Did the phone calls to family.  Ernie is at Phaedra’s house.  Plants will be watered.  Ah-ha!  I need a checklist.

August 30, 2016

I did not even attempt to update this log during our trip, but, we did it!  I cried when I realized I was there.  I guess I didn’t know, passing through the Sun Gate, that when I looked up after those last steps it would be stretched out in front of me.  It was overwhelming.  It was unbelievable, literally.  I had a few moments alone to take it in, then Tom found me and I hugged him and cried again.

Four days prior, we woke up at 4:45am and got on a bus at 5:30.  We drove to the gateway to the Inka Trail, had breakfast, and officially passed the first checkpoint.  Day one was unforgiving.  It was hot, dusty, and steep.  We hiked for seven hours.  The porters began to look like superheros to us–how they nearly jogged the trail with five times as much weight on their backs as we had, passing us easily, one after another.

*time out– I’m writing in my back yard and my loud neighbors just got home–ugh.*

Day two was much the same, but we had more fight in us, and managed to clammer over Dead Woman’s pass.  Another seven hour day.  My legs were jelly, but my heart was full. We had passed the last of the homes and farms on the trail.  We hadn’t seen anyone from the real world aside from each other.  Everything CNN had vanished.  It was just us, our evolving group dynamics, and the Andes Mountains.  I didn’t miss anything.

By comparison, days three and four were CAKE.  Having gotten the hardest work done, the hike took on a more spiritual experience than physical one.  We’d become accustomed to the mountains.  We learned to hang back from the group (not hard– they were mostly 20-somethings rutting for position) and enjoy the silence.  More often than I’d like, there was a hurriedness, but I wonder if it was real or self-imposed.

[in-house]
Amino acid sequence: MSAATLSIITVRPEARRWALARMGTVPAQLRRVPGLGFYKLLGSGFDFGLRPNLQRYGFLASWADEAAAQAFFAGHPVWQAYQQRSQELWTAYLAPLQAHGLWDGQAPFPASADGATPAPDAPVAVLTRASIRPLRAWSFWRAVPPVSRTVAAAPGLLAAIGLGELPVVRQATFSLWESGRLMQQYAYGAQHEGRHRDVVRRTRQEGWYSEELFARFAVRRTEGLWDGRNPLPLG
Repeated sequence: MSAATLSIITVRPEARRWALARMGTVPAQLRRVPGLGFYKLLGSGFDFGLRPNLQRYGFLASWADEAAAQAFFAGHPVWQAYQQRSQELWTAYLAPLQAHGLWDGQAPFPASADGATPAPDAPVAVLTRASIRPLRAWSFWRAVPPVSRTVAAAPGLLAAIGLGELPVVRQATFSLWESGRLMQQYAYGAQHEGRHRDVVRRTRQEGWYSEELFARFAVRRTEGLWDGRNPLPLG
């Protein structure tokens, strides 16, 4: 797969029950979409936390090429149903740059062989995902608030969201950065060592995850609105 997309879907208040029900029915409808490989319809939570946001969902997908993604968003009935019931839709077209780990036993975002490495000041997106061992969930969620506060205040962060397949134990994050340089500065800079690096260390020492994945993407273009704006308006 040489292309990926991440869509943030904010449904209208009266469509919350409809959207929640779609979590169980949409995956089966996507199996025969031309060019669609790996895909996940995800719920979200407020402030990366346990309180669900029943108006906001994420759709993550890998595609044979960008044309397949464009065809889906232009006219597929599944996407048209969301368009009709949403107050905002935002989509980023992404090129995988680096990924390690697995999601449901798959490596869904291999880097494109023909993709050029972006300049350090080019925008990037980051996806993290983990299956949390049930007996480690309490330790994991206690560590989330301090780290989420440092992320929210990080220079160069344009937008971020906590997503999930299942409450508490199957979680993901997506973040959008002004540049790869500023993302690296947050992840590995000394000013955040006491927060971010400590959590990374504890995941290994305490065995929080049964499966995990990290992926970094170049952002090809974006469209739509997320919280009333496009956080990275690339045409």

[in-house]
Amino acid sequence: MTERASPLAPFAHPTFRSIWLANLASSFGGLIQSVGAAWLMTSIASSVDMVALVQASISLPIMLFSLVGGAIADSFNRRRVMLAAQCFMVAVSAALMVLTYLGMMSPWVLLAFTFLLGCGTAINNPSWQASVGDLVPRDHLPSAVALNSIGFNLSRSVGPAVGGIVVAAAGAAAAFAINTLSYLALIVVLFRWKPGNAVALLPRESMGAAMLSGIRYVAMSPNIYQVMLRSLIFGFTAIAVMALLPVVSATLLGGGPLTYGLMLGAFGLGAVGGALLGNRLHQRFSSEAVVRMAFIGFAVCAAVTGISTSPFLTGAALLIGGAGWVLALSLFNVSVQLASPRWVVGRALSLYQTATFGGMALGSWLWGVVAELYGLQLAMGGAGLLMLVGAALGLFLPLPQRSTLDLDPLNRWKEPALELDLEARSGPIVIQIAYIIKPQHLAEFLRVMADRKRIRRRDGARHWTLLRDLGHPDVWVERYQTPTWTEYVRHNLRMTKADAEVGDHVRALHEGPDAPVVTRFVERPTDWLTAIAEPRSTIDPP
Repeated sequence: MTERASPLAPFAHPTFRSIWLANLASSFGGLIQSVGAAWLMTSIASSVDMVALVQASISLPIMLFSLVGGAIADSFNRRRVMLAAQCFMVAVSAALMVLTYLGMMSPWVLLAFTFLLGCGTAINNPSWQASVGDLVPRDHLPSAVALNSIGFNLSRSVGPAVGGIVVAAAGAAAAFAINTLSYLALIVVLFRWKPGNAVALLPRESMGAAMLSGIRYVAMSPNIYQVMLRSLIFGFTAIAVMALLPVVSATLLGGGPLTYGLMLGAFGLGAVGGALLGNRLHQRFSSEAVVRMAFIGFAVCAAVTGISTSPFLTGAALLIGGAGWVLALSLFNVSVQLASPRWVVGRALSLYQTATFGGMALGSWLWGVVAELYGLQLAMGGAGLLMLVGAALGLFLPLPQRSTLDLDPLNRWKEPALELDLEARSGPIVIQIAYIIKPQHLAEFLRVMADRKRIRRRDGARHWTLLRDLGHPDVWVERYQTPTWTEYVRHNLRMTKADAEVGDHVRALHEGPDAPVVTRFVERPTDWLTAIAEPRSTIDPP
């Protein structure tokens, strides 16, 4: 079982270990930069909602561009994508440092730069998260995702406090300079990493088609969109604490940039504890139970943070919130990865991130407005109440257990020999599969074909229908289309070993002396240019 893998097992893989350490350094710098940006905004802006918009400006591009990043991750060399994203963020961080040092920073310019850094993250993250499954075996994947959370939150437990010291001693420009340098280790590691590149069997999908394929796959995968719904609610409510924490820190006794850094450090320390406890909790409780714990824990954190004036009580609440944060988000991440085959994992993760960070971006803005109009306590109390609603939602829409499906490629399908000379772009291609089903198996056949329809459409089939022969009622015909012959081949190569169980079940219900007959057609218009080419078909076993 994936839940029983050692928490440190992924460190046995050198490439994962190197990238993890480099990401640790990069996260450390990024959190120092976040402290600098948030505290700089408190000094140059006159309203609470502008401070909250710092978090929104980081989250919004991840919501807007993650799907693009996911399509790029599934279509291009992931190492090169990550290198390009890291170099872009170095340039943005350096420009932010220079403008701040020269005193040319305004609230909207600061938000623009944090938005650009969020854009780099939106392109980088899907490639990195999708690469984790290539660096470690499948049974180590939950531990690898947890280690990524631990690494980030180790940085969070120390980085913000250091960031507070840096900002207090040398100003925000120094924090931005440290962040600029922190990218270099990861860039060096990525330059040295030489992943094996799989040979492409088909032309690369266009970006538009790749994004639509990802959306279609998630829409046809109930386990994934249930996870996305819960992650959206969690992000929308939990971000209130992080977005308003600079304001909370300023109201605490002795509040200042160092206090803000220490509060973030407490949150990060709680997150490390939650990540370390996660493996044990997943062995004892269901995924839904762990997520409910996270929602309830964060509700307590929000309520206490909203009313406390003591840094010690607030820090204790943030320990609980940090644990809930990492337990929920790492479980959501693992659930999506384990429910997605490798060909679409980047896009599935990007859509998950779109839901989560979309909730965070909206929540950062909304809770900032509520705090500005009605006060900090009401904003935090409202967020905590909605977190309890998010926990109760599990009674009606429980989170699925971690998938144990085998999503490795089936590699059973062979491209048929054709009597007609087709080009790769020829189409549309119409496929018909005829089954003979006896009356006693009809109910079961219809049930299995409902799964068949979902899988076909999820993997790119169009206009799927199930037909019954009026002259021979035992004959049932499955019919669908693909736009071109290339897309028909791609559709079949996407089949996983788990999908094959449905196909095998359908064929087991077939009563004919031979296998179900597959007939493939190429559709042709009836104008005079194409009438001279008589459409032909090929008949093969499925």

These last days we started seeing evidence of other life on our planet again.  “Crazy Pants” made her first appearance on day three, as did “Sweater Man” and “Cute Outfit Girl”.  This cast of characters, as best we could figure it, had taken the abbreviated trek to Machu Picchu.  They were looking fresh and spritely and invasive.  In hind sight, I recognize that they were our slow introduction back into the world.  After sun-up at Machu Picchu, the flood gates of humans opened on us again.  It was a rude awakening.

We did the obligatory tour of the ruins with our guide, Carlos.  His explanations were wonderful and engaging, but it was still hard to focus over the feeling of chaos brought by all the people.  From busses and trains, so many people.  Cameras, tour guides, and selfie-sticks bumped and butted us from all angles.  I missed the trail almost immediately, and I still do.

Though we had tickets for re-entry to the ruins and to hike Huayna Picchu the following day, we didn’t return.  I had waiting 28 years to arrive at Machu Picchu and spent about 20 minutes savoring it from the Sun Gate and then watching the sun rise over it, empty and majestic.  I didn’t want to see it with its throngs of tourists again.  The moment had arrived, and passed.  We had beautiful, clear weather, which I understand is unusual.  My moment with Machu Picchu was blessed, and I want to leave it at that.  The place it holds in my heart is a special one.  You might say sacred.